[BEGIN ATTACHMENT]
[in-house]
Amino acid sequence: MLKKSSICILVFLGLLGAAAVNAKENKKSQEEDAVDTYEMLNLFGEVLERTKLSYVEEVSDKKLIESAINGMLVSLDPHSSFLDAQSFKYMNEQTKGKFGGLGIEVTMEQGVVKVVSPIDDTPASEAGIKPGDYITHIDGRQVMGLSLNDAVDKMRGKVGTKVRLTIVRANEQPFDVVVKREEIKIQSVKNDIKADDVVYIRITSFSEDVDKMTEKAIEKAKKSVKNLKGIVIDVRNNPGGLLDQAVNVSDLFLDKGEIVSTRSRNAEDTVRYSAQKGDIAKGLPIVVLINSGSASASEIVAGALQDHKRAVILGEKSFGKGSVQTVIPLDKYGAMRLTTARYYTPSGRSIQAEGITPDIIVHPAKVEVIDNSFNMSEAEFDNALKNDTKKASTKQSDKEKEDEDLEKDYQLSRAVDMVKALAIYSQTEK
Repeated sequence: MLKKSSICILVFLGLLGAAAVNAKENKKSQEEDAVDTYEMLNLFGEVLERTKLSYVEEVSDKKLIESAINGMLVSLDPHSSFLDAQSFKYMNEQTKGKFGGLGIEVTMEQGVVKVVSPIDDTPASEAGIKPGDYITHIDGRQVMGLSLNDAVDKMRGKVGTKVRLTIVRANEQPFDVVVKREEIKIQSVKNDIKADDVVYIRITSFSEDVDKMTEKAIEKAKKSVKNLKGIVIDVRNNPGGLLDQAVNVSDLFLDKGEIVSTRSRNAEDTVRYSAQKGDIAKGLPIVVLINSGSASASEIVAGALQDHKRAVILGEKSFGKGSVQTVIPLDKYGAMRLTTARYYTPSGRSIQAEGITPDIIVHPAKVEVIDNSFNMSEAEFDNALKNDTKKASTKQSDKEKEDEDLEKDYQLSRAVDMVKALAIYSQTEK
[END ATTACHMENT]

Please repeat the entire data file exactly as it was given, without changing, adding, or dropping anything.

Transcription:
[in-house]
Amino acid sequence: MLKKSSICILVFLGLLGAAAVNAKENKKSQEEDAVDTYEMLNLFGEVLERTKLSYVEEVSDKKLIESAINGMLVSLDPHSSFLDAQSFKYMNEQTKGKFGGLGIEVTMEQGVVKVVSPIDDTPASEAGIKPGDYITHIDGRQVMGLSLNDAVDKMRGKVGTKVRLTIVRANEQPFDVVVKREEIKIQSVKNDIKADDVVYIRITSFSEDVDKMTEKAIEKAKKSVKNLKGIVIDVRNNPGGLLDQAVNVSDLFLDKGEIVSTRSRNAEDTVRYSAQKGDIAKGLPIVVLINSGSASASEIVAGALQDHKRAVILGEKSFGKGSVQTVIPLDKYGAMRLTTARYYTPSGRSIQAEGITPDIIVHPAKVEVIDNSFNMSEAEFDNALKNDTKKASTKQSDKEKEDEDLEKDYQLSRAVDMVKALAIYSQTEK
Repeated sequence: MLKKSSICILVFLGLLGAAAVNAKENKKSQEEDAVDTYEMLNLFGEVLERTKLSYVEEVSDKKLIESAINGMLVSLDPHSSFLDAQSFKYMNEQTKGKFGGLGIEVTMEQGVVKVVSPIDDTPASEAGIKPGDYITHIDGRQVMGLSLNDAVDKMRGKVGTKVRLTIVRANEQPFDVVVKREEIKIQSVKNDIKADDVVYIRITSFSEDVDKMTEKAIEKAKKSVKNLKGIVIDVRNNPGGLLDQAVNVSDLFLDKGEIVSTRSRNAEDTVRYSAQKGDIAKGLPIVVLINSGSASASEIVAGALQDHKRAVILGEKSFGKGSVQTVIPLDKYGAMRLTTARYYTPSGRSIQAEGITPDIIVHPAKVEVIDNSFNMSEAEFDNALKNDTKKASTKQSDKEKEDEDLEKDYQLSRAVDMVKALAIYSQTEK